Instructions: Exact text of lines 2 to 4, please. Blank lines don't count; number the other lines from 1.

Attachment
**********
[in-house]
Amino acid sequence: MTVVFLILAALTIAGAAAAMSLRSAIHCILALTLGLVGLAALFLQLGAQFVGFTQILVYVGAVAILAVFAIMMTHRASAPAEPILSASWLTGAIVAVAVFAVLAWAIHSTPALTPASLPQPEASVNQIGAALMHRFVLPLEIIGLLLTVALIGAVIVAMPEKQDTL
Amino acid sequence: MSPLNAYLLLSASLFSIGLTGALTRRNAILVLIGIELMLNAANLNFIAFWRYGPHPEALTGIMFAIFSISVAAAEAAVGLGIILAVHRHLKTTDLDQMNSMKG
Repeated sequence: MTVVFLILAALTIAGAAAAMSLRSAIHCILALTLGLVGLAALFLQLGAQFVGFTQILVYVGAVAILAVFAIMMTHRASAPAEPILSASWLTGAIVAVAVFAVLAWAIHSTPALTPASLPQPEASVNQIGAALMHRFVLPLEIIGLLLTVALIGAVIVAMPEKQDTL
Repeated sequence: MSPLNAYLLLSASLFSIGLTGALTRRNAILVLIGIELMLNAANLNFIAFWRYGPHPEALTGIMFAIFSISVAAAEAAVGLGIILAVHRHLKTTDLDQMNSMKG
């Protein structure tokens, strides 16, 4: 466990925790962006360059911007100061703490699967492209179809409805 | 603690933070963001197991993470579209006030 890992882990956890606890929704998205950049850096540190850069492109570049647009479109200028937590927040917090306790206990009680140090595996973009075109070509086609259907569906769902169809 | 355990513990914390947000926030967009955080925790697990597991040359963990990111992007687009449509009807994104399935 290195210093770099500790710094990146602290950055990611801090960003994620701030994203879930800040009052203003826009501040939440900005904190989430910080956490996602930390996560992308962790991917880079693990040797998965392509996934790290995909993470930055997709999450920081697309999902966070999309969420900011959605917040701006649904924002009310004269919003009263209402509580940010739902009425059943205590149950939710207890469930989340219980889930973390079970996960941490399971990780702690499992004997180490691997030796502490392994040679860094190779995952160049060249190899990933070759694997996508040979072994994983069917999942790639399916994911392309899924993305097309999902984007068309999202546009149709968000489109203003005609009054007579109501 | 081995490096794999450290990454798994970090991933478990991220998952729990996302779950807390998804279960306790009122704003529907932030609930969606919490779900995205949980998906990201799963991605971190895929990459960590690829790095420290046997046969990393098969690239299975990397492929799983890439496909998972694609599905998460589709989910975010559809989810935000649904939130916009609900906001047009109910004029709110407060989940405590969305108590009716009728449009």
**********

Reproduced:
Amino acid sequence: MTVVFLILAALTIAGAAAAMSLRSAIHCILALTLGLVGLAALFLQLGAQFVGFTQILVYVGAVAILAVFAIMMTHRASAPAEPILSASWLTGAIVAVAVFAVLAWAIHSTPALTPASLPQPEASVNQIGAALMHRFVLPLEIIGLLLTVALIGAVIVAMPEKQDTL
Amino acid sequence: MSPLNAYLLLSASLFSIGLTGALTRRNAILVLIGIELMLNAANLNFIAFWRYGPHPEALTGIMFAIFSISVAAAEAAVGLGIILAVHRHLKTTDLDQMNSMKG
Repeated sequence: MTVVFLILAALTIAGAAAAMSLRSAIHCILALTLGLVGLAALFLQLGAQFVGFTQILVYVGAVAILAVFAIMMTHRASAPAEPILSASWLTGAIVAVAVFAVLAWAIHSTPALTPASLPQPEASVNQIGAALMHRFVLPLEIIGLLLTVALIGAVIVAMPEKQDTL